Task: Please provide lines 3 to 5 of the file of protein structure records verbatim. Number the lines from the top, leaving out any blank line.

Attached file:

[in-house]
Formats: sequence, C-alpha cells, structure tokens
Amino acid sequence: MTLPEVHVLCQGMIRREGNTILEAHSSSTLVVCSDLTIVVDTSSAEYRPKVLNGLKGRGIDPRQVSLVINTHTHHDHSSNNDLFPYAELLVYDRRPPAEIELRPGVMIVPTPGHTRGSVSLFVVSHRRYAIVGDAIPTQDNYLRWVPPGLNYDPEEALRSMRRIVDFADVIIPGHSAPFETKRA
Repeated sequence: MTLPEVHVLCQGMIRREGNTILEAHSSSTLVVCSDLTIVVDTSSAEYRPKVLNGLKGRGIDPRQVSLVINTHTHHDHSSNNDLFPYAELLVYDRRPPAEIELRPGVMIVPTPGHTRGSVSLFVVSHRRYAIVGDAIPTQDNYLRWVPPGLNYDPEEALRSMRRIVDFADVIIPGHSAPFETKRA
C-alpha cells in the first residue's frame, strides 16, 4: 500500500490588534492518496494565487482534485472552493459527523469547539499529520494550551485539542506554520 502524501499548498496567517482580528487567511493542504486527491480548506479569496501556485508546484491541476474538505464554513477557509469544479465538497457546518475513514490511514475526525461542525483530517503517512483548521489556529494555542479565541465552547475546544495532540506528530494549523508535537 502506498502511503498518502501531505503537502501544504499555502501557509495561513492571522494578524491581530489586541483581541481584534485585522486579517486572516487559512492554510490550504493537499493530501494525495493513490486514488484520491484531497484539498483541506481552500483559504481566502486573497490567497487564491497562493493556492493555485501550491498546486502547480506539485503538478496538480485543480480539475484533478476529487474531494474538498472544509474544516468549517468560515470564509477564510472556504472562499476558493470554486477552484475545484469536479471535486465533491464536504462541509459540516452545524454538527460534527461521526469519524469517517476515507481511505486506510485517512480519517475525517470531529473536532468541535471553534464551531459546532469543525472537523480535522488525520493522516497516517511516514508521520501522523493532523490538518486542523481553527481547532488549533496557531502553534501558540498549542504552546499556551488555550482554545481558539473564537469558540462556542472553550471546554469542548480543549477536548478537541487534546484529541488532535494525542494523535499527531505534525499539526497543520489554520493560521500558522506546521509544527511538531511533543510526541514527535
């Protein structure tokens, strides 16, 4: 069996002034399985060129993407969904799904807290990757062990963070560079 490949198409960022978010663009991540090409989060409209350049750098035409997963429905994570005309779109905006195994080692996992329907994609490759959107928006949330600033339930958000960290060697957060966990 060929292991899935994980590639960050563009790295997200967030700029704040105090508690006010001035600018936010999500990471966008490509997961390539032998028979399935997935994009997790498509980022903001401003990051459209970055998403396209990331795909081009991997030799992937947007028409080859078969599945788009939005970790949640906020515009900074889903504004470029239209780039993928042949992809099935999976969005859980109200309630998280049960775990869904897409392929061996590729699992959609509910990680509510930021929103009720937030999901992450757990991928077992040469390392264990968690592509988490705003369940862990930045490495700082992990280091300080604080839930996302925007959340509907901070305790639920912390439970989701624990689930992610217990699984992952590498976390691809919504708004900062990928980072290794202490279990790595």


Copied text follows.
Amino acid sequence: MTLPEVHVLCQGMIRREGNTILEAHSSSTLVVCSDLTIVVDTSSAEYRPKVLNGLKGRGIDPRQVSLVINTHTHHDHSSNNDLFPYAELLVYDRRPPAEIELRPGVMIVPTPGHTRGSVSLFVVSHRRYAIVGDAIPTQDNYLRWVPPGLNYDPEEALRSMRRIVDFADVIIPGHSAPFETKRA
Repeated sequence: MTLPEVHVLCQGMIRREGNTILEAHSSSTLVVCSDLTIVVDTSSAEYRPKVLNGLKGRGIDPRQVSLVINTHTHHDHSSNNDLFPYAELLVYDRRPPAEIELRPGVMIVPTPGHTRGSVSLFVVSHRRYAIVGDAIPTQDNYLRWVPPGLNYDPEEALRSMRRIVDFADVIIPGHSAPFETKRA
C-alpha cells in the first residue's frame, strides 16, 4: 500500500490588534492518496494565487482534485472552493459527523469547539499529520494550551485539542506554520 502524501499548498496567517482580528487567511493542504486527491480548506479569496501556485508546484491541476474538505464554513477557509469544479465538497457546518475513514490511514475526525461542525483530517503517512483548521489556529494555542479565541465552547475546544495532540506528530494549523508535537 502506498502511503498518502501531505503537502501544504499555502501557509495561513492571522494578524491581530489586541483581541481584534485585522486579517486572516487559512492554510490550504493537499493530501494525495493513490486514488484520491484531497484539498483541506481552500483559504481566502486573497490567497487564491497562493493556492493555485501550491498546486502547480506539485503538478496538480485543480480539475484533478476529487474531494474538498472544509474544516468549517468560515470564509477564510472556504472562499476558493470554486477552484475545484469536479471535486465533491464536504462541509459540516452545524454538527460534527461521526469519524469517517476515507481511505486506510485517512480519517475525517470531529473536532468541535471553534464551531459546532469543525472537523480535522488525520493522516497516517511516514508521520501522523493532523490538518486542523481553527481547532488549533496557531502553534501558540498549542504552546499556551488555550482554545481558539473564537469558540462556542472553550471546554469542548480543549477536548478537541487534546484529541488532535494525542494523535499527531505534525499539526497543520489554520493560521500558522506546521509544527511538531511533543510526541514527535